TDK / DC Link Capacitors Novel Film Dielectric for Use with Wide Bandgap Semiconductors

Dr. Lucía Cabo (left) is Manager Basic R&D Film Capacitors and Fernando Rodríguez (right) is working in the Application and Modelling Group, both at TDK. On the table there is a sample of the newly developed film capacitor for wide bandgap semiconductors.
Dr. Lucía Cabo (left) is Manager Basic R&D Film Capacitors and Fernando Rodríguez (right) is working in the Application and Modelling Group, both at TDK. On the table there is a sample of the newly developed film capacitor for wide bandgap semiconductors.

Wide bandgap transistors place high demands on DC link capacitors. TDK has developed a dielectric for film capacitors to be used up to +125 °C and a novel winding design. We asked Dr. Lucía Cabo, Manager Basic R&D Film Capacitors, and Fernando Rodríguez from TDK’s Application and Modelling Group.

DESIGN&ELEKTRONIK: Wide bandgap power semiconductors pose different requirements to DC link capacitors. What are these requirements?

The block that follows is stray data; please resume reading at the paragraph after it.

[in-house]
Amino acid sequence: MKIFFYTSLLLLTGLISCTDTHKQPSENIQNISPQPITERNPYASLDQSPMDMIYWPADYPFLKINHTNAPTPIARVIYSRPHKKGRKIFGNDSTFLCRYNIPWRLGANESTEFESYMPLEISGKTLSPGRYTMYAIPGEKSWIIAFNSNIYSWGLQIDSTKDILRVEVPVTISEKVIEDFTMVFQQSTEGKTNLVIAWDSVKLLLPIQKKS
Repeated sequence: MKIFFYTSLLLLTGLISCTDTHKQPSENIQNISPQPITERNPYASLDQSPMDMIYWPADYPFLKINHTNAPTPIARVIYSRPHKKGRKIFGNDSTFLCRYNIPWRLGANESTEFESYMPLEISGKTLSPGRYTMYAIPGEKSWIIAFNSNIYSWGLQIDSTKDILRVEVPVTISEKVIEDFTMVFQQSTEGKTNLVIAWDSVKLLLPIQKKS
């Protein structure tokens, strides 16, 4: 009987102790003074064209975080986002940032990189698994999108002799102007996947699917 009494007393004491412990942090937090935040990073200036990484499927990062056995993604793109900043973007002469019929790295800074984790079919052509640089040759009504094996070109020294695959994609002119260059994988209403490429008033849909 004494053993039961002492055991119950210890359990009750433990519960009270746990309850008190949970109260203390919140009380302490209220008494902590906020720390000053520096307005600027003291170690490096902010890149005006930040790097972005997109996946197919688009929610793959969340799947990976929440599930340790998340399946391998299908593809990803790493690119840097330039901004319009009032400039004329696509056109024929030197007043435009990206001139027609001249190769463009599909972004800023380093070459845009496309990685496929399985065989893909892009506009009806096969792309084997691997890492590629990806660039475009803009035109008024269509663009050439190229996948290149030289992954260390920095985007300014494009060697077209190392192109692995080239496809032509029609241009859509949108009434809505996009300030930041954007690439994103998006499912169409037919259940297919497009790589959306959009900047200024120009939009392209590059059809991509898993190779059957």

Dr. Lucía Cabo: With the new wide bandgap power semiconductors we see a much higher degree of integration of the inverter system. This encloses also the passive components, especially the DC link capacitor, which poses a couple of challenges. Although the overall switching losses of these new inverter systems are lower, the temperature stress for the DC link capacitor is much higher. This has several independent causes. First, due to the higher degree of integration the DC link capacitors are much closer to the transistors, the main source of heat in the system. Therefore, the heat generated by the semiconductors is transferred via the busbar to the DC link capacitors. Second, as the inverter is much more compact, the current density is much higher. And third, wide bandgap power semiconductors are able to operate at higher temperatures.

Another challenge for DC link capacitors in these new inverter systems are the high and fast transients they have to cope with. As wide bandgap power semiconductors are able to switch much faster as silicon devices, the frequency response of the capacitors in general and especially the frequency curve of the ESR (Equivalent Series Resistance; editor’s note) have to be much more even up to the megahertz range.